- I assign designated containers for every type of item—fabric, tools, notions, scraps—make them easily accessible, and put everything away when I’m done for the day. In the same way, there are designated places for glasses, plates, bowls, and cutlery in my kitchen, which makes emptying the dishwasher or preparing a meal a much easier process.
- I keep my workspaces clear by putting everything away every single time. Creating easily accessible places for everything makes this easier for me. A place for cutting tools and pattern weights near my cutting table. A place for my seam ripper, thread snips and other sewing tools near my sewing machine. A storage container for my thread spools and bobbins near my machine. My morning and bedtime routines are set up in this way so that even when I’m half asleep I don’t forget to brush my teeth or wash my face.
Storage and Sorting
You’ve determined how you need to organize, now put it into action.
1. What do you need to store?
Our sewing stash is not just about fabric. It’s about all the other bits and pieces that go along with it, including tools, notions, and interfacing. What is on your list?
2. Start with what you have.
What do you already have available to use for storage? Think big and small:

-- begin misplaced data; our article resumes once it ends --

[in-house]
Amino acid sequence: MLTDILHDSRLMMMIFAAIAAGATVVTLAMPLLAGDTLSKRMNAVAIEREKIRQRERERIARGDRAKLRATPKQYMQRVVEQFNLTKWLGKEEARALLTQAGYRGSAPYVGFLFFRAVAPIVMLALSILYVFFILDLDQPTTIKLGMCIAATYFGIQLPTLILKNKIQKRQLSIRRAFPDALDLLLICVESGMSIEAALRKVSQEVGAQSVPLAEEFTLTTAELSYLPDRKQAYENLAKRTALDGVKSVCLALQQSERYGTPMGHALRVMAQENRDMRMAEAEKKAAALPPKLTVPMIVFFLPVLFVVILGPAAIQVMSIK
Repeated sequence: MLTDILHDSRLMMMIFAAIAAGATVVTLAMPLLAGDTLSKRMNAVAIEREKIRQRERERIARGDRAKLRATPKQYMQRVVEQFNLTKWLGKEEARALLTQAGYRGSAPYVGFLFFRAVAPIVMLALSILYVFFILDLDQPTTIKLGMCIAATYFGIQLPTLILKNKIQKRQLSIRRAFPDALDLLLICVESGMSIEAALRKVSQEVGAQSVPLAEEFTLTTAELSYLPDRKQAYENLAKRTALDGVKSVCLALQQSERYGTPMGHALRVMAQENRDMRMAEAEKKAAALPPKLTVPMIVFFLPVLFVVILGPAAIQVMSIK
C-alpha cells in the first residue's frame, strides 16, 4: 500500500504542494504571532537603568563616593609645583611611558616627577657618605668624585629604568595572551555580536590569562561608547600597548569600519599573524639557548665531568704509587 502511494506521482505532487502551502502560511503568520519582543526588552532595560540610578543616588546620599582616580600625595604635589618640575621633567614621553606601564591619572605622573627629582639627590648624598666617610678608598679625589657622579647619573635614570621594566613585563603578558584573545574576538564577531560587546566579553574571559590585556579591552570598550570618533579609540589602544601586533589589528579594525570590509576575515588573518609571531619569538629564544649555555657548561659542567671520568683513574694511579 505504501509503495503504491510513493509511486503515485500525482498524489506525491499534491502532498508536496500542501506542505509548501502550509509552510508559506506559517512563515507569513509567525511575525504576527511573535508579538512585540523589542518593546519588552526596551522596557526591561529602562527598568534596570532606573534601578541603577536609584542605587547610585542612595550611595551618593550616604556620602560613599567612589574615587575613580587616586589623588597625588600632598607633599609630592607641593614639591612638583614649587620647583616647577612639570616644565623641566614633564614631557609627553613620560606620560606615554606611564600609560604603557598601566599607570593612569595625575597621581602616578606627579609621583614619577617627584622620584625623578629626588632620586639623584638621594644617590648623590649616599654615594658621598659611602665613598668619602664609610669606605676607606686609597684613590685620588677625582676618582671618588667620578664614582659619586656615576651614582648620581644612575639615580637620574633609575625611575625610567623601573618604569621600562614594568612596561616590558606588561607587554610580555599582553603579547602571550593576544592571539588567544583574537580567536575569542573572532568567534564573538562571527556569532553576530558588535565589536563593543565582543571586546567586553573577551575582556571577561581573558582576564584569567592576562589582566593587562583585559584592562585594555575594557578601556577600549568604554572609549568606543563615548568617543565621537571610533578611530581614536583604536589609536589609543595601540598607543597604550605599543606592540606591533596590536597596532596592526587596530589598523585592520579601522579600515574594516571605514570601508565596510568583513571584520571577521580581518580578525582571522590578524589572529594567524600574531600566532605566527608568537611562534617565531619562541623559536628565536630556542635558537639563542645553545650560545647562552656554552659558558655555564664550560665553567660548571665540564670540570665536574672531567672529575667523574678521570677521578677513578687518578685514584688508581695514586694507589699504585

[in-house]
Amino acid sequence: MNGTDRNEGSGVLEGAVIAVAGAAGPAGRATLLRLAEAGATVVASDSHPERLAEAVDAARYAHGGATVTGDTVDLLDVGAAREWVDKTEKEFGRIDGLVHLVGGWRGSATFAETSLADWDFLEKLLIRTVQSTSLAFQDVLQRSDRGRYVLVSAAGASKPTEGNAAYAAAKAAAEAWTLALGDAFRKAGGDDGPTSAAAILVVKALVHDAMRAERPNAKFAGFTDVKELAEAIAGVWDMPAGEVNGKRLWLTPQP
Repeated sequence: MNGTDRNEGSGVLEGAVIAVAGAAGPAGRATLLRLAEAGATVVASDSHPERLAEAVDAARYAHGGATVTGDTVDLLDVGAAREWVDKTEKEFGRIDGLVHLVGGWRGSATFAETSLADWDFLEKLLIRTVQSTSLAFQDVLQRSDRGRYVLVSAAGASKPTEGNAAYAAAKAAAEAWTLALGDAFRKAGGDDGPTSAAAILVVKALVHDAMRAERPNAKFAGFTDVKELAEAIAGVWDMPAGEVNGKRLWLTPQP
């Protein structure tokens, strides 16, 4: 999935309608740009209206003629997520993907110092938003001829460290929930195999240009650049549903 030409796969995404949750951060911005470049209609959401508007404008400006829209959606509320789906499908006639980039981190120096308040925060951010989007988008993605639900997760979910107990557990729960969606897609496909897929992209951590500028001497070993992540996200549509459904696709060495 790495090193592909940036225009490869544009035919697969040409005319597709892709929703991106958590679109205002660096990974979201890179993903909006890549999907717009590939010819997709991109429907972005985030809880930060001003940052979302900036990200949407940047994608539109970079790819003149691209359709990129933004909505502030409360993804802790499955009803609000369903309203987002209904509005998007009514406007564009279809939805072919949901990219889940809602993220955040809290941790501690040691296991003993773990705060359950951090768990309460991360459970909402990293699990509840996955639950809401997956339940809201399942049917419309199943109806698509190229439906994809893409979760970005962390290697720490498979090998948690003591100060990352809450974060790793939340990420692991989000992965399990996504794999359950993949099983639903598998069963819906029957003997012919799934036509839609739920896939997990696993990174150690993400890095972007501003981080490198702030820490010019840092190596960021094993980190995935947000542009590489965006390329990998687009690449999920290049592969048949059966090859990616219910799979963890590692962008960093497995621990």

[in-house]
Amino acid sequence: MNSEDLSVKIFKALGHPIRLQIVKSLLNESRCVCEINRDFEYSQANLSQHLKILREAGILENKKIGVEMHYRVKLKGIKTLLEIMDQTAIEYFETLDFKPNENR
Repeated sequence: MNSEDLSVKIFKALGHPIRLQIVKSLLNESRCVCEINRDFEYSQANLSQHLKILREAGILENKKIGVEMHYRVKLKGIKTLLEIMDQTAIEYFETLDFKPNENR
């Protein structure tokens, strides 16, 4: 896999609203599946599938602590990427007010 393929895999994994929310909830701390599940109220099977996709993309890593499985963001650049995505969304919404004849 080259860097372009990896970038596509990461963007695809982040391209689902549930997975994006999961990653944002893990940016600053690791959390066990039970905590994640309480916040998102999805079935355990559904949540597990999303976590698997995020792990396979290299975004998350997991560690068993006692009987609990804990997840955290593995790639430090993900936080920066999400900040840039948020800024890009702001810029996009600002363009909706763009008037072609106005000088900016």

- Unused furniture that has storage capacity: a dresser, shelving unit, bookcase, etc.
- Plastic tubs, baskets, boxes, and other containers
- Magazine files or accordion files can help organize patterns, magazines, and books
- Carts on wheels, with drawers or shelves, are useful for any tools and notions you might need to move around the room
- Small cups, chipped mugs/glasses, and desk organizers can help keep tools, markers, and other small items organized
Convenience is a big part of my making experience. If I have a place set up for sewing and cutting fabric, I’m more likely to sew.
4. Sort and Assign
What is the most useful way to sort your fabric for your purposes? Think about the fabrics you own and the projects you like to make. Sort in a way that makes most sense to you. If you’re a quilter, you might want to sort by colour. If you like making garments, sorting by weight and fabric type might make the most sense to you.
Nothing stops a good plan faster than being overwhelmed and too tired to carry it out.
After you plan, break it down
Once you have a plan and you know how all the pieces will fit together, break it down into small chunks. Your chaos developed over a long period of time; don’t try to change it in one day. Break your plan down into small, achievable tasks, and give each one a time limit—thirty or sixty minutes, for example—to make them more manageable and to give you a sense of success. Then reward yourself with some high-quality making time! Using the space you’ve created for making will remind you why you got organized in the first place and will encourage you to keep going until you’ve created your ideal crafting space.